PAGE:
As I stated in Committee, when the GLA Bill comes into force, the museum will be subject to the scrutiny of the Assembly under the powers set out in Section 61 of the GLA Act 1999. As the noble Lord said, the Assembly will have the power to summon the governors or staff of the Museum of London to attend proceedings and to give evidence, or to produce documents in their possession or control, relating to the GLA’s sponsorship of the museum. The Assembly’s use of these powers naturally will centre, as the noble Lord rightly said, on scrutinising

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the Mayor’s exercise of his functions in relation to the museum. It will also be able to look at the way in which the museum uses the funds that it receives from the GLA and at the museum’s overall financial state, including the levels of funding that it receives from other sources, such as the City of London Corporation, and the use that it makes of those funds.

As we have heard, there has been some concern that the powers of scrutiny that the Assembly will have in respect of the museum might tip the balance too far towards the GLA to the detriment of the City of London Corporation’s role. We do not believe that this will be the case. The powers that the GLA and the Assembly will gain as a result of this Bill will not lessen the role that the corporation plays in the life of the Museum of London. The corporation was a founder of the museum, owns the premises in which the museum operates, co-funds the museum and appoints half the membership of its board of governors. The corporation’s powers and responsibilities in relation to the museum are enshrined in statute in the Museum of London Acts of 1965 and 1986. This Bill does not change that fact.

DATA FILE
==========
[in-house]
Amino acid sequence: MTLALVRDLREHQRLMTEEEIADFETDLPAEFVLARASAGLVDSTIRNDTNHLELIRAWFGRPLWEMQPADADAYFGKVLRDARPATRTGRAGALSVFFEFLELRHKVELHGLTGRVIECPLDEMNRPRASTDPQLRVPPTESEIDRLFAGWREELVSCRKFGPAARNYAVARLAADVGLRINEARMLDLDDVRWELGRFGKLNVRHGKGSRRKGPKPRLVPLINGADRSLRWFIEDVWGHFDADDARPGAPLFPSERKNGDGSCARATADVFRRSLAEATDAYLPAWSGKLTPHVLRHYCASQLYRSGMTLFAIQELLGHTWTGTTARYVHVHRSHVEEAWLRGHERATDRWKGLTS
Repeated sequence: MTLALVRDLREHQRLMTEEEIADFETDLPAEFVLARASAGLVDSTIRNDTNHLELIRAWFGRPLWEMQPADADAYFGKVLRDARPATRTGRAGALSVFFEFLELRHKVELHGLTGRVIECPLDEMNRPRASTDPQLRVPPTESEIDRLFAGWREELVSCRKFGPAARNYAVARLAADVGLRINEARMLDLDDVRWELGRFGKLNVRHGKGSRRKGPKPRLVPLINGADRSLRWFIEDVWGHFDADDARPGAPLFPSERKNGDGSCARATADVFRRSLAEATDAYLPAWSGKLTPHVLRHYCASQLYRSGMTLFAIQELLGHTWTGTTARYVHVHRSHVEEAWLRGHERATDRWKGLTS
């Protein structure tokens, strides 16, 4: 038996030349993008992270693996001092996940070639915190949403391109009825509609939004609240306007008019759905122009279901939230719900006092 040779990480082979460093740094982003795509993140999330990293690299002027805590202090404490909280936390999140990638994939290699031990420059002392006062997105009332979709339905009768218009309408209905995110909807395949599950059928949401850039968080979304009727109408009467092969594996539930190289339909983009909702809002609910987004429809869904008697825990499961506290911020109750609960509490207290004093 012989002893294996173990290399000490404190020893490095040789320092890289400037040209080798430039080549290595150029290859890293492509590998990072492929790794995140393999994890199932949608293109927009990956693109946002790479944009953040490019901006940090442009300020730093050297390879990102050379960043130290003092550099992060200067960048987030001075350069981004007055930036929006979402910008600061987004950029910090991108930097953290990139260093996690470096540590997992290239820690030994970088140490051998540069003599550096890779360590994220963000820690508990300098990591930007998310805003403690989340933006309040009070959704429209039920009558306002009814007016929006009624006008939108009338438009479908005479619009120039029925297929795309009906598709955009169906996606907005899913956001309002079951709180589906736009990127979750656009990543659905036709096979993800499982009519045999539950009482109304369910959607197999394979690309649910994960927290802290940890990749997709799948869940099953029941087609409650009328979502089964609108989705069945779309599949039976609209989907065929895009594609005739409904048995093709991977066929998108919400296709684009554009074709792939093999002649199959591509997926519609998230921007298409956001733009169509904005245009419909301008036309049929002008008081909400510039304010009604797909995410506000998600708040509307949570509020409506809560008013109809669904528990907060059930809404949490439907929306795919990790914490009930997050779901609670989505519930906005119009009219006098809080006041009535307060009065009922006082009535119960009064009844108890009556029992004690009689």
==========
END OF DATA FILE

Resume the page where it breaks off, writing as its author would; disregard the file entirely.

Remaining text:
The importance of the corporation’s role has not been diminished by the museum’s present status as a non-departmental public body sponsored by central government. There is no reason for us to believe that it will be diminished when the GLA takes over the Government’s role in respect of the museum. I should like to take this opportunity to reiterate the point that we expect the City of London Corporation and the GLA to work together effectively as co-sponsors of the museum and that the corporation will continue to play as full and active a role in the future as it does at present. However, as I made clear in Committee, there is no need to change the corporation’s powers of scrutiny to do this. I can agree that the corporation has the powers that it needs in order to scrutinise jointly with the Assembly.

As I stated in Committee, the corporation is, and always has been, able to agree with the museum, as a condition of its financial support, how it will scrutinise its operations. Such an agreement would not require any change to this Bill or to any other existing legislation. There is nothing to prevent the corporation and the Assembly from reaching an agreement whereby they could scrutinise the museum jointly should they wish to do so. Whether they choose to take that route or not, we would positively encourage the corporation and the Assembly to work together as partners in establishing a robust scrutiny regime for the museum.